Claimant has failed to provide support for her contention that defendant has admitted her injury by objecting to, but not answering a late-served request for admission. Claimant has ignored her obligation under Iowa R. Civ. P. 1.510(3) wherein the party who has requested the admission may move to determine the sufficiency of the answers or objections. Rather, claimant seeks to simply deem the objection made by defendant as an admission instead of filing a motion with the agency as envisioned by the applicable subsection of the rule of procedure. It is therefore concluded that the presiding deputy did not err in failing to find that defendant had admitted that claimant's injury arose out of and in the course of her employment.

On October 21, 2011, Lynn filed a petition for judicial review. In its May 17, 2012 ruling, the district court found that because Pella Corporation failed to deny or state why it could not respond to the requests for admission within thirty days, the requests were deemed admitted. The court concluded that the agency erred in placing the burden upon Lynn to have the agency determine the sufficiency of Pella Corporation's objection; rather, it found Pella Corporation was required to obtain a ruling on its objection from the agency within thirty days of the requests for admission being served. Because it found the agency erroneously applied rule 1.510, the court remanded the case to the agency for further proceedings.

Pella Corporation filed a motion to enlarge the court's findings and conclusions pursuant to Iowa Rule of Civil Procedure 1.904(2). Following a July 16, 2012 hearing, the district court denied Pella's motion. Pella Corporation timely appealed.

II. Scope and Standard of Review.

Judicial review of the workers' compensation commissioner's decision is governed by Iowa Code chapter 17A (2011). Neal v. Annett Holdings, Inc., 814 N.W.2d 512, 518 (Iowa 2012). In reviewing the district court's decision on judicial review, we apply the standards of chapter 17A to determine whether we reach the same conclusions as the district court. Id. If so, we affirm; otherwise, we reverse. Id.

We defer to the agency's interpretation of a statute where the legislature has clearly vested the agency with the authority to interpret a statute. Westling v. Hormel Foods Corp., 810 N.W.2d 247, 251 (Iowa 2012). However, here the agency has not been clearly vested with such authority; therefore, we review this question of statutory interpretation for correction of errors at law. See id.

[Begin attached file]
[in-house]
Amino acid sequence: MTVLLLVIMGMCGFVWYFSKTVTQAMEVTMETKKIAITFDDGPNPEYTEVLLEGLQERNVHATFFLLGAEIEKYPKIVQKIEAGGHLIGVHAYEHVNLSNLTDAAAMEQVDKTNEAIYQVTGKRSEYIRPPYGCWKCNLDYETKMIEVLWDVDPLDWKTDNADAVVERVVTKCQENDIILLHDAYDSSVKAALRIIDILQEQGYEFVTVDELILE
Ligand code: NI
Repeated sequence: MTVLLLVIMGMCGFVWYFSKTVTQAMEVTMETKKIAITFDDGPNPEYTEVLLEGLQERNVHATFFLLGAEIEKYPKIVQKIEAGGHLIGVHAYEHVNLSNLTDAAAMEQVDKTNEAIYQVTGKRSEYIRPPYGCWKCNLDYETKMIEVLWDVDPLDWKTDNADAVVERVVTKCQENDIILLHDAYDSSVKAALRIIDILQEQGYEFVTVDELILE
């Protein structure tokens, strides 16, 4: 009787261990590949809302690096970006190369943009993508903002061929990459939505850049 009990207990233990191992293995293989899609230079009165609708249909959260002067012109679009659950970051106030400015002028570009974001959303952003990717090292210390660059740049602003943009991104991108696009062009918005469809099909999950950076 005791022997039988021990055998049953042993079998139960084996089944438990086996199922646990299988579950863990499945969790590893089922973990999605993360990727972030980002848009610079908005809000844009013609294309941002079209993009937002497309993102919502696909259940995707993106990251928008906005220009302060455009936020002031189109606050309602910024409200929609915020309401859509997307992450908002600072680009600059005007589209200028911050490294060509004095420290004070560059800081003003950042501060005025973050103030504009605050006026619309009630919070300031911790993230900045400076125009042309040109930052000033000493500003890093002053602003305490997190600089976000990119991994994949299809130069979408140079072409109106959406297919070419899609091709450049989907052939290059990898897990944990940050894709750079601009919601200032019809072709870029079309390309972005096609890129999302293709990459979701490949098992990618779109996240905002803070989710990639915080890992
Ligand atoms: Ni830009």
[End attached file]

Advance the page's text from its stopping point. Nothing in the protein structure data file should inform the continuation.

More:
III. Analysis.

The question we are asked to decide on appeal is one of first impression: whether a party objecting to a requests for admission must also answer the request within thirty days or have it be deemed admitted. We find that under Iowa Rule of Civil Procedure 1.510, a party who objects to a request for admission need only state the reasons for the objection.

Iowa Rule of Civil Procedure 1.510 allows a party to serve upon any other party written requests for admission of the truth of any discoverable matter. The other party then has thirty days in which to serve "a written answer or objection addressed to the matter." Iowa R. Civ. P. 1.510(2). If the party fails to do so, the matter is deemed admitted. Id. The rule further states:

If objection is made, the reasons therefor shall be stated. The answer shall specifically deny the matter or set forth in detail the reasons why the answering party cannot truthfully admit or deny the matter. A denial shall fairly meet the substance of the requested admission, and when good faith requires that a party qualify the party's answer or deny only a part of the matter of which an admission is requested, the party shall specify so much of it as is true and qualify or deny the remainder.

Id. Finally, the rule provides a mechanism for determining the sufficiency of responses to requests for admission.